The Convergence of Fraud, Security and Infosec in E-Commerce

The Convergence of Fraud, Security and Infosec in E-Commerce

January 13, 2022

E-commerce merchants face a continually difficult balancing act. They must enable smooth and seamless user experiences that don’t cause undue friction to consumers, yet still are effective at keeping fraud and cybercriminals at bay.

This is difficult because the tools and tactics used by attackers enable them to disguise their true identities and appear as if they are legitimate traffic coming to a website. That’s why e-commerce businesses cannot rely on traditional identity-based methods for detecting and stopping fraud. They must instead consolidate technologies and data insights across fraud prevention, consumer identity management, and website security to create a fraud-free environment that doesn’t hinder the user experience.

This is important because e-commerce fraud is on the rise. Attackers use automation to brute force attacks on gift card websites. They launch credential stuffing attacks at scale to compromise and take over user accounts. They use bots to scrape information, hoard inventory, and create fake new accounts with which to commit further acts of fraud.

The rise in fraud is paralleled by the rise in digital customer touchpoints. In order to serve their customers better, online retailers are meeting them where they are in the digital realm, whether that be on a PC, mobile device, native app or gaming console. This proliferation in digital touchpoints has made it easier for fraudsters to blend in and gives them a large attack surface to target. This makes for a large “gray area” where traffic is hard to classify as good or malicious.


The Importance of Cross-Team Convergence

The optimal way to fight off these attacks is to detect them early and cut them off at the pass. That means stopping attacks that target login and new account registration points. If e-commerce firms can stop attacks at the moment they come to their platform, they can protect customers and save money. This requires getting an enterprise-wide view of security and breaking down silos between fraud, infosec, and identity teams.

The convergence of fraud, identity, and infosec is important at many levels as it helps bring diverse views of the threat landscape together. For example, broad macro or industry level risk assessments at the infosec level, portfolio-specific attacks at the fraud level, and the impact on individual identities. This creates a more layered defense approach against attacks targeting e-commerce platforms.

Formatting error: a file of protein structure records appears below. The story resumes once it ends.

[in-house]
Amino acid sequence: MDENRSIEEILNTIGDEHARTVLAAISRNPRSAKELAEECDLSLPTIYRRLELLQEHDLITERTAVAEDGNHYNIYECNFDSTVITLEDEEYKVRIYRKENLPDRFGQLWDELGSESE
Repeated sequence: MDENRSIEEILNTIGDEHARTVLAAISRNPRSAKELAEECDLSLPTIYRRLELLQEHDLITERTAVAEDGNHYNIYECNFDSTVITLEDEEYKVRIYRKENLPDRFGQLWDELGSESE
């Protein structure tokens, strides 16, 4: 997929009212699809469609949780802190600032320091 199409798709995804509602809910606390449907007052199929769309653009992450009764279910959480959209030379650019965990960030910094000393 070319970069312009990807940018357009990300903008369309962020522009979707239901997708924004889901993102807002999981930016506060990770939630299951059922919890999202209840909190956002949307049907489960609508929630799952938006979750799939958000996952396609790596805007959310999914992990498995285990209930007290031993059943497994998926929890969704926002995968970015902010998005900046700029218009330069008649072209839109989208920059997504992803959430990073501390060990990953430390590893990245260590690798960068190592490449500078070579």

This means businesses will need clearly defined protocols for information sharing — within and outside of the company — and following the best practices for communication. When it comes to sharing data internally, organizations must identify the teams and people responsible and accountable for communication. Further, organizations can drive change where needed to ensure that intelligence can be shared appropriately and safely to promote a more secure environment.

Creating this cross-team convergence efficiently is crucial for organizations, and they can leverage technology to help them do so. Today, we have better machine learning models that enable us to verify identities and really look at the convergence of fraud, identity, and infosec.

Attacks are increasing in frequency and severity on a daily basis, but technologies such as artificial intelligence and machine learning can help cut out the noise to allow fraud teams to focus on responding to more complex threats and try to uncover what attackers are planning next.

The Future is Digital

The world of commerce is now, more than ever, conducted in the digital realm and it is imperative to keep it safe for consumers and free from malicious actors. This is a shared responsibility; the new digital economy will require a new generation of critical supporting infrastructures, chief among which are 5G networks and the cloud. These infrastructures depend on shared technical standards, strong privacy protections, and resilient cybersecurity.

By aligning fraud, infosec and identity operations, e-commerce platforms can ensure the digital economy, both now and in the future, is safe for all good users. 

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